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Pressure impregnation with Creosote offers the longest possible service life for all timber products
What is Creosote?
Coal tar creosote has been in use for over 150 years and has traditionally been used as a preservative for timber products as it deters wood-destroying insects and wood-rotting fungi better than any other wood preservative on the market.
Creosoting is the process of vacuum and pressure impregnation of wood with hot creosote oil.
Creosote oil is a quality preservative made from the distillation from coal tar; the coal tar itself is released from the coal during the coking process as part of the high oven process during the production of steel.
Creosote oil is used in fencing timbers (agricultural stakes, equestrian fencing and for use in country parks/ estates), railway sleepers and utility poles.
To ensure maximum service life is achieved, the sapwood in the timber must be fully penetrated with creosote.
This can only be achieved by means of an industrial process using vacuum and pressure treatment plants such as those operated by Calders & Grandidge.
You may see creosote substitutes that are aimed at the domestic retail market in some DIY stores but they do notoffer the same preservative qualities as traditional creosote.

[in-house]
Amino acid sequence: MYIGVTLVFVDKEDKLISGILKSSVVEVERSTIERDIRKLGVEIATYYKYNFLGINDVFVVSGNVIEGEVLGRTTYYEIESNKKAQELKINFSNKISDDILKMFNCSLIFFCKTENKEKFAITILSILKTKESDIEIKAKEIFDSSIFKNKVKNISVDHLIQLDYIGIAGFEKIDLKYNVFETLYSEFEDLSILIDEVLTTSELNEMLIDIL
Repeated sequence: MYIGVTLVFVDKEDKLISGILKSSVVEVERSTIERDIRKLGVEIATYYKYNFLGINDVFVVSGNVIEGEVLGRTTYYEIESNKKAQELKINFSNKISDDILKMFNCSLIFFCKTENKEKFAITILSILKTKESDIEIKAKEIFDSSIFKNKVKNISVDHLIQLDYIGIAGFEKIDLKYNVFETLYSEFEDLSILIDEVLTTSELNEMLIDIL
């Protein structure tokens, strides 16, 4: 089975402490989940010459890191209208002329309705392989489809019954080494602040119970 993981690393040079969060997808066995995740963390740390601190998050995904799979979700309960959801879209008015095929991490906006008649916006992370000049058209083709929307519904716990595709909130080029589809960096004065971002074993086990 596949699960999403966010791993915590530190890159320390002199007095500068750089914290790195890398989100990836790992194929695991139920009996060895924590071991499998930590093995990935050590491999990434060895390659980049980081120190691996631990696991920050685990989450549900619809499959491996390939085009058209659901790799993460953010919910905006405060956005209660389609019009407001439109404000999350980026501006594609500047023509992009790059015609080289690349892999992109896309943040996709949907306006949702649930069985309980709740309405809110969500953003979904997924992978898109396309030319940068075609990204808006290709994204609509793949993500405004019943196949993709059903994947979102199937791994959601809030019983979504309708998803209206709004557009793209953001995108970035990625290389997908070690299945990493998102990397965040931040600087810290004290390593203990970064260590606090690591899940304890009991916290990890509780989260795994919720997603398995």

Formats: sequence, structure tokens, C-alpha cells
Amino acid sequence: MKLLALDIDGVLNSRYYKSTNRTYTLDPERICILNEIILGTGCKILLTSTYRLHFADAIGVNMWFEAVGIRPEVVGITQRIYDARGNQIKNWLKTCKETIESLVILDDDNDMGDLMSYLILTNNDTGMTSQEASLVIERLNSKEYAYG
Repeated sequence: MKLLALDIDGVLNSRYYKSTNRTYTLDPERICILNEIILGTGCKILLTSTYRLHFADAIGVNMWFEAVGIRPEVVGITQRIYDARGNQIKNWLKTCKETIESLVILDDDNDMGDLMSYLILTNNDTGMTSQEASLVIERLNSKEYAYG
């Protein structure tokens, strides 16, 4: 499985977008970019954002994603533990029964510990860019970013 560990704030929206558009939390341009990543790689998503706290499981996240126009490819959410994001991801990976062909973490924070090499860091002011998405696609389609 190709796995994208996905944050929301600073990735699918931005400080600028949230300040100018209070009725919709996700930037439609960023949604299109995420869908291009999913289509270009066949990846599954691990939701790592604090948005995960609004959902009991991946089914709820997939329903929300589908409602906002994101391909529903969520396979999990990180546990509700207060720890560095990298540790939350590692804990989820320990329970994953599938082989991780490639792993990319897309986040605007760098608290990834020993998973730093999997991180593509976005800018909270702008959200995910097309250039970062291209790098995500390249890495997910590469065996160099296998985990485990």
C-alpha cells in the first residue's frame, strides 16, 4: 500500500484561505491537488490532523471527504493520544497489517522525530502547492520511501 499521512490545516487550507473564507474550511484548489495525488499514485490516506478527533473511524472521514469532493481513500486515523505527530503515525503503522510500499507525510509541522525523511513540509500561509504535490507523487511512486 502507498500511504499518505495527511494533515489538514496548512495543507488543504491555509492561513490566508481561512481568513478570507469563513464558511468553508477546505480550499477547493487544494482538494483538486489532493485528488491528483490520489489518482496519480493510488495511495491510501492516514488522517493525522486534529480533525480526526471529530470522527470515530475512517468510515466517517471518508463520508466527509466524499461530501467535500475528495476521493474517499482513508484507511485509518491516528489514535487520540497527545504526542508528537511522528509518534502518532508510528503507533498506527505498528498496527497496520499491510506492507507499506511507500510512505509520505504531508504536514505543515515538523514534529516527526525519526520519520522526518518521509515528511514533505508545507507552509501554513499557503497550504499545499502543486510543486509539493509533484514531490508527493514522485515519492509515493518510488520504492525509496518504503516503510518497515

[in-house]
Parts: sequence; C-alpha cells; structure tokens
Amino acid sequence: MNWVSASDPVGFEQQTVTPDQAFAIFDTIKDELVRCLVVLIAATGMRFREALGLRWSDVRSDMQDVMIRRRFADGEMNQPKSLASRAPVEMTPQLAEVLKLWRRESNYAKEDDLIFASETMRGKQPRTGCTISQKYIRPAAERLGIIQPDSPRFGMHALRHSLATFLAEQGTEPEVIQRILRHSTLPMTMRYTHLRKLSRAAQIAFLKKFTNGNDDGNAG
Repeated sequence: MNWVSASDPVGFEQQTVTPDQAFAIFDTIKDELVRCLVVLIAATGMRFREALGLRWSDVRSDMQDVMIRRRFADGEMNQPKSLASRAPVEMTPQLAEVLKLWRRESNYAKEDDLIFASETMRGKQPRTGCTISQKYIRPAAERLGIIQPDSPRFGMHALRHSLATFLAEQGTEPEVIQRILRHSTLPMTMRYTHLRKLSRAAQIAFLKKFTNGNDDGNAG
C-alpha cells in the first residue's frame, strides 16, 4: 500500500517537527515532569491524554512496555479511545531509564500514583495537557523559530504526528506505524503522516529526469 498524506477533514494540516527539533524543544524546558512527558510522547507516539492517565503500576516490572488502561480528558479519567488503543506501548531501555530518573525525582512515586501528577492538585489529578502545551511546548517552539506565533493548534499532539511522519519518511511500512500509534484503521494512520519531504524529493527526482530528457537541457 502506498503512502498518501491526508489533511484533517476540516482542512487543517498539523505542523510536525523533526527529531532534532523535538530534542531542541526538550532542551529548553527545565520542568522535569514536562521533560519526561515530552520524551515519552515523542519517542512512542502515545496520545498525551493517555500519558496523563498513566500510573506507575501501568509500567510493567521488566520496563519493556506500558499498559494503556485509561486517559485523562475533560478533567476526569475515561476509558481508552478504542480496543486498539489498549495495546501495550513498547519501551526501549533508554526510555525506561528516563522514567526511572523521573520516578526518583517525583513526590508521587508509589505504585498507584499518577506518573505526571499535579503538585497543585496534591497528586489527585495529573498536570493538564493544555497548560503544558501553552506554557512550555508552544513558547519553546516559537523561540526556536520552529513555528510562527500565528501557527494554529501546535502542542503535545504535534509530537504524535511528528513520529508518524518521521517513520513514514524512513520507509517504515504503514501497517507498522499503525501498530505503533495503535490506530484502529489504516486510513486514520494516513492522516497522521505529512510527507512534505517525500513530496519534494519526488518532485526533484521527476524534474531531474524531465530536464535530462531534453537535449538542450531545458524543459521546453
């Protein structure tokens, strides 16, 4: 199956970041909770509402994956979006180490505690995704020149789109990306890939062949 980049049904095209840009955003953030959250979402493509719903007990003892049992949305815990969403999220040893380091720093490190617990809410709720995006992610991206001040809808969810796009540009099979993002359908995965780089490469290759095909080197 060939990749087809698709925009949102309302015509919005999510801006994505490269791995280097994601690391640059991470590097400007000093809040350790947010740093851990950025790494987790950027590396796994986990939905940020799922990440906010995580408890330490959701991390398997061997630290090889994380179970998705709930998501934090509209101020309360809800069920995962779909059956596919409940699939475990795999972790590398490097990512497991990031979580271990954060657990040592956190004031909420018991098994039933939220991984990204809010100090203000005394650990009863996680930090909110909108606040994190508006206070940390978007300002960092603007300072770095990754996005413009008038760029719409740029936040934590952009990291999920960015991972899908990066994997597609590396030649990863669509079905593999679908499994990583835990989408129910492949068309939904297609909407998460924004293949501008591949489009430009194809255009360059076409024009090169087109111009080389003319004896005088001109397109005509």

Creosoted timber is widely used by professionals servicing utility markets, rail infrastructure, fencing contractors and by a range of private customers for appropriate applications.
However since restrictions were enforced in 2003, creosoted timber must not be used:
- Inside buildings,
- In toys,
- In playgrounds,
- In parks, gardens and outdoor facilities where there is a risk of frequent skin contact,
- In the manufacture of garden furniture such as picnic tables,
- For the manufacture and use and any re-treatment of:
- Containers intended for growing purposes
- Packaging that may come into contact with raw materials, intermediate or finished products destined for human and/or animal consumption
- Other materials which may contaminate the products mentioned above.
If in doubt regarding your application, our knowledgeable sales team will be happy to advise you.
Expected Service Life
For both Use class 3 and use class 4 our creosoted fencing will be replaced after 40 years, however it is unlikely to be subject to fungal or insect attack during this time.
Utility poles treated with creosote are expected to last 60 years, however some utility poles have been known to last over 100 years!
In terms of value for money, nothing compares with creosoted timber; the choice of professionals for over 150 years.
Creosote preserved timber will initially have a dark brown appearance; this will weather to a lighter brown after long term sun exposure but will not lose its effectiveness.